Centrica is being urged by the City to withdraw from a £4bn commitment to build new nuclear power stations in partnership with Electricité de France (EDF) amid soaring costs and delays at a prototype reactor at Flamanville in France.
The call comes days before the company will reignite the row over high domestic energy prices by reporting six-monthly operating profits at its British Gas Residential Energy division of £300m even before its latest price rises.
Meanwhile, a House of Commons report out on Monday demands that energy companies found guilty of mis-selling their products on the doorstep and elsewhere should pay compensation.
Centrica should “not touch with a barge pole” the new nuclear build (NNB) joint venture with EDF to build four new plants in Britain, argues Lakis Athanasiou, utilities analyst with Evolution Securities.
“Centrica is a minority holder in a technology in which it has no institutional understanding, and where, as emphasised by Flamanville, construction risk is notorious. Centrica should not progress new nuclear further, particularly if [the] government is unwilling to take construction risk,” he says.
The Evolution view reinforces concerns expressed by other investment specialists such as Citigroup, which has previously questioned the economics of building new nuclear plants. It is a blow to EDF and the government, which are both keen to see ageing power stations replaced from a source that used to provide almost a quarter of Britain’s electricity.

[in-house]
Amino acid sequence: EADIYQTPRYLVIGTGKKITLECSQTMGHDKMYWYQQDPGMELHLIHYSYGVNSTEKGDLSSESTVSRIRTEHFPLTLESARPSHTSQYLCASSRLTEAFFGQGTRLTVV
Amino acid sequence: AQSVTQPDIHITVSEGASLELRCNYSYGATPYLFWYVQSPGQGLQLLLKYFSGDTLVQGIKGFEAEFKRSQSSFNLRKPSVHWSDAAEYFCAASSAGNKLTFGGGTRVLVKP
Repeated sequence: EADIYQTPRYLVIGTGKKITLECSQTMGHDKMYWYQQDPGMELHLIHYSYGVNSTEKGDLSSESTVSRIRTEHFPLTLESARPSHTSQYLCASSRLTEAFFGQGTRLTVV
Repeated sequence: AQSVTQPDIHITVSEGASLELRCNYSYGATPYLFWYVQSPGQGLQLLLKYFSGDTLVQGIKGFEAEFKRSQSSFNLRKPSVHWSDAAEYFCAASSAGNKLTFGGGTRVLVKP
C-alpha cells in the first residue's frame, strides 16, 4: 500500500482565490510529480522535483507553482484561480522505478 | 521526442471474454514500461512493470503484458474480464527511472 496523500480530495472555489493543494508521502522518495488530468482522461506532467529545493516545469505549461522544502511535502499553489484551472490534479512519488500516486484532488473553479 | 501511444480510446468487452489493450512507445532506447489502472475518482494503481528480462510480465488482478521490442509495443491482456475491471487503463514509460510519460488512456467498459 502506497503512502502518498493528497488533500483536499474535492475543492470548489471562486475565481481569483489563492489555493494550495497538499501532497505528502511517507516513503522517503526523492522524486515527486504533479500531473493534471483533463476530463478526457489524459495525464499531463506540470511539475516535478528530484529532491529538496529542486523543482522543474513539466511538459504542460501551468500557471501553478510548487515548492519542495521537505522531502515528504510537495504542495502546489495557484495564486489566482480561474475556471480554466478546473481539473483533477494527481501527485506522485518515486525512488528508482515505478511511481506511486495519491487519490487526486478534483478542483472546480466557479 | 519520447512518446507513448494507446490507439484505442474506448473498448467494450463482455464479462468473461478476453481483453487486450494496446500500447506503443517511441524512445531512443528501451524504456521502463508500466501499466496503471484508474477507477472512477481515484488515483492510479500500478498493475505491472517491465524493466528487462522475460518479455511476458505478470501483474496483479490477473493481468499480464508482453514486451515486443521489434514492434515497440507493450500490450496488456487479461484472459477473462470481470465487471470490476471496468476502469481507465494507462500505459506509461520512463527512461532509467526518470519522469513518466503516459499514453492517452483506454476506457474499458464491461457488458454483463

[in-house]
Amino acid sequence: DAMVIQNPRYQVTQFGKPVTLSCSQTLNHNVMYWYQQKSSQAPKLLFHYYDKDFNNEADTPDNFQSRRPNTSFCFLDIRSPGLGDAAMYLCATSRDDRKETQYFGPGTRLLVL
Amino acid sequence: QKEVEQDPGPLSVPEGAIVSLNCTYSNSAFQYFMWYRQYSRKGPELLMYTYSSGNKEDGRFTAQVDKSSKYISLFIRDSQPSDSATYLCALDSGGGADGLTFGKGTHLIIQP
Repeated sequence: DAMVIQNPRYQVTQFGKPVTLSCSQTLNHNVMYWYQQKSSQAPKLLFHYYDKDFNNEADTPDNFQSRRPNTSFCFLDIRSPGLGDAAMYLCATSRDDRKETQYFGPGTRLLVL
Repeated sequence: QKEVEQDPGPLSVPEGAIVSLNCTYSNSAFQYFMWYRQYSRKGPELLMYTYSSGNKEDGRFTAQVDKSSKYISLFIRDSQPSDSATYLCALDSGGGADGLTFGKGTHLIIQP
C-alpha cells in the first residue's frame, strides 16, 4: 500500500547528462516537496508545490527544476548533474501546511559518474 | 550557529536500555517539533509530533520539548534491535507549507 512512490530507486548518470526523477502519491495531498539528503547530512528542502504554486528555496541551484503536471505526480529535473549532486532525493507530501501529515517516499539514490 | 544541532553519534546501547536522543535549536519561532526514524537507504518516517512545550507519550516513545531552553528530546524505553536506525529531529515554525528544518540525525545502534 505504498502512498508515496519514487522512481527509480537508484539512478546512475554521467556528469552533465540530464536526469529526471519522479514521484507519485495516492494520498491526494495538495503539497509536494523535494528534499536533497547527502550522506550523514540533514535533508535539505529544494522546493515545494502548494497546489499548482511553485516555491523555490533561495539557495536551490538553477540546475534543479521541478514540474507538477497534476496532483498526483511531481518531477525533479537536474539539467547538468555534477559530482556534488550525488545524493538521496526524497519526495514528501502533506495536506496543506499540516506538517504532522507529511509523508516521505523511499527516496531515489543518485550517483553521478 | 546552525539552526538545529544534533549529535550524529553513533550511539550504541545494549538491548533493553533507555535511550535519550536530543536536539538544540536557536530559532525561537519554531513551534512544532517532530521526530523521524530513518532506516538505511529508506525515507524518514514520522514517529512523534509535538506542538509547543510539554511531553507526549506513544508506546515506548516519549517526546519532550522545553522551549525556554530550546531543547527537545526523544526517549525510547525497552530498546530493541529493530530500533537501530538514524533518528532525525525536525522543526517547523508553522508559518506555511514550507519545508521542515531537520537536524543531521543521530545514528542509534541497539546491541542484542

EDF, mainly owned by the French state and the operator of dozens of atomic plants in its home territory, revealed last week that the cost of constructing the new power station in Normandy had almost doubled since its original budget. The building work has been hit by problems including accidents and the need for changes in the plant’s construction after the explosion at the Fukushima plant in Japan, which was hit by the tsunami in March. It is now running four years behind schedule.
Vincent de Rivaz, the chief executive of EDF in Britain, has admitted the schedule for opening new plants in the UK by 2018 is slipping but denies this is a delay. He says the company is just a “taking stock”.
The nuclear industry has a poor record of cost-overruns, once tracked in a study by Paul Brown, a visiting fellow at Cambridge university, and published under the title Voodoo Economics.
Evolution Securities expects Centrica to show a slight dip in overall group operating profits to about £1.3bn, with its residential business showing profits down by almost half from £585m. Athanasiou says that without the 18% and 16% rises in gas and electricity prices announced recently, the company would have seen British Gas Residential Energy fall into a small loss.
But that will do little to assuage consumer groups, who have been calling for widespread competition investigations into the actions of the big six power suppliers, which include British Gas, Scottish and Southern Energy and EDF.
The energy and climate change select committee will unveil a report on Monday calling for widespread action by the regulator, Ofgem, to ensure abuses are curbed. The committee is concerned that customers may be pressured into switching supplier on the doorstep when confronted with an array of complex tariffs and a hard sell. Figures from Ofgem suggest that up to 40% of consumers who switch do not end up with a better deal.